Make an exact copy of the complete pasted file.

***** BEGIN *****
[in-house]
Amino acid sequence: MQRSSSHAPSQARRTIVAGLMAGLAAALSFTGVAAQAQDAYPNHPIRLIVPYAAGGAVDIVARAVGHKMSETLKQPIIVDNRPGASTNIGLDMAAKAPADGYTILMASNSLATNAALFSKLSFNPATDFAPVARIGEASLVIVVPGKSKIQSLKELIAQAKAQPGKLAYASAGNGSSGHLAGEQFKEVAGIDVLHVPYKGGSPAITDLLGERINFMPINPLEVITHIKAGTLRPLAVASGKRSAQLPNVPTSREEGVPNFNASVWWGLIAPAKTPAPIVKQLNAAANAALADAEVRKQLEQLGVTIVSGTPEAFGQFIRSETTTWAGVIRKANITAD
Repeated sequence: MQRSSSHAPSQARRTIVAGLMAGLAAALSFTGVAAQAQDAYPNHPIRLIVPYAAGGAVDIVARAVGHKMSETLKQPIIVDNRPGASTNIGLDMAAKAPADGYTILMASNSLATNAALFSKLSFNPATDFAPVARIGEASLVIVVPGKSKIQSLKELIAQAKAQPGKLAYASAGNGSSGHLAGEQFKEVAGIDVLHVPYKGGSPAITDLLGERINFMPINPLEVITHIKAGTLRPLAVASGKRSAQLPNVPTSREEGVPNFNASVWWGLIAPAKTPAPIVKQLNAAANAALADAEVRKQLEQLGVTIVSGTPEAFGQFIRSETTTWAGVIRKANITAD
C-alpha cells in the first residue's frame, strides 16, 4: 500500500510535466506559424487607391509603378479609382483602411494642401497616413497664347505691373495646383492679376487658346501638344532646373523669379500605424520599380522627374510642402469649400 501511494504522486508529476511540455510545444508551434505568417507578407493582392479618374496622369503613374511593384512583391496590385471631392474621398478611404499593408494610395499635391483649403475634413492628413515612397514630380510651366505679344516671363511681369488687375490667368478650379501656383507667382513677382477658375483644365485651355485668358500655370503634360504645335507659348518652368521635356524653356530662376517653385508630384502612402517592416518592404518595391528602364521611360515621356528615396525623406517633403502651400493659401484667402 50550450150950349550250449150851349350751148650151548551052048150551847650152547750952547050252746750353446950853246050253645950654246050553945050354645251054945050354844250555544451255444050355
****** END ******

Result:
[in-house]
Amino acid sequence: MQRSSSHAPSQARRTIVAGLMAGLAAALSFTGVAAQAQDAYPNHPIRLIVPYAAGGAVDIVARAVGHKMSETLKQPIIVDNRPGASTNIGLDMAAKAPADGYTILMASNSLATNAALFSKLSFNPATDFAPVARIGEASLVIVVPGKSKIQSLKELIAQAKAQPGKLAYASAGNGSSGHLAGEQFKEVAGIDVLHVPYKGGSPAITDLLGERINFMPINPLEVITHIKAGTLRPLAVASGKRSAQLPNVPTSREEGVPNFNASVWWGLIAPAKTPAPIVKQLNAAANAALADAEVRKQLEQLGVTIVSGTPEAFGQFIRSETTTWAGVIRKANITAD
Repeated sequence: MQRSSSHAPSQARRTIVAGLMAGLAAALSFTGVAAQAQDAYPNHPIRLIVPYAAGGAVDIVARAVGHKMSETLKQPIIVDNRPGASTNIGLDMAAKAPADGYTILMASNSLATNAALFSKLSFNPATDFAPVARIGEASLVIVVPGKSKIQSLKELIAQAKAQPGKLAYASAGNGSSGHLAGEQFKEVAGIDVLHVPYKGGSPAITDLLGERINFMPINPLEVITHIKAGTLRPLAVASGKRSAQLPNVPTSREEGVPNFNASVWWGLIAPAKTPAPIVKQLNAAANAALADAEVRKQLEQLGVTIVSGTPEAFGQFIRSETTTWAGVIRKANITAD
C-alpha cells in the first residue's frame, strides 16, 4: 500500500510535466506559424487607391509603378479609382483602411494642401497616413497664347505691373495646383492679376487658346501638344532646373523669379500605424520599380522627374510642402469649400 501511494504522486508529476511540455510545444508551434505568417507578407493582392479618374496622369503613374511593384512583391496590385471631392474621398478611404499593408494610395499635391483649403475634413492628413515612397514630380510651366505679344516671363511681369488687375490667368478650379501656383507667382513677382477658375483644365485651355485668358500655370503634360504645335507659348518652368521635356524653356530662376517653385508630384502612402517592416518592404518595391528602364521611360515621356528615396525623406517633403502651400493659401484667402 50550450150950349550250449150851349350751148650151548551052048150551847650152547750952547050252746750353446950853246050253645950654246050553945050354645251054945050354844250555544451255444050355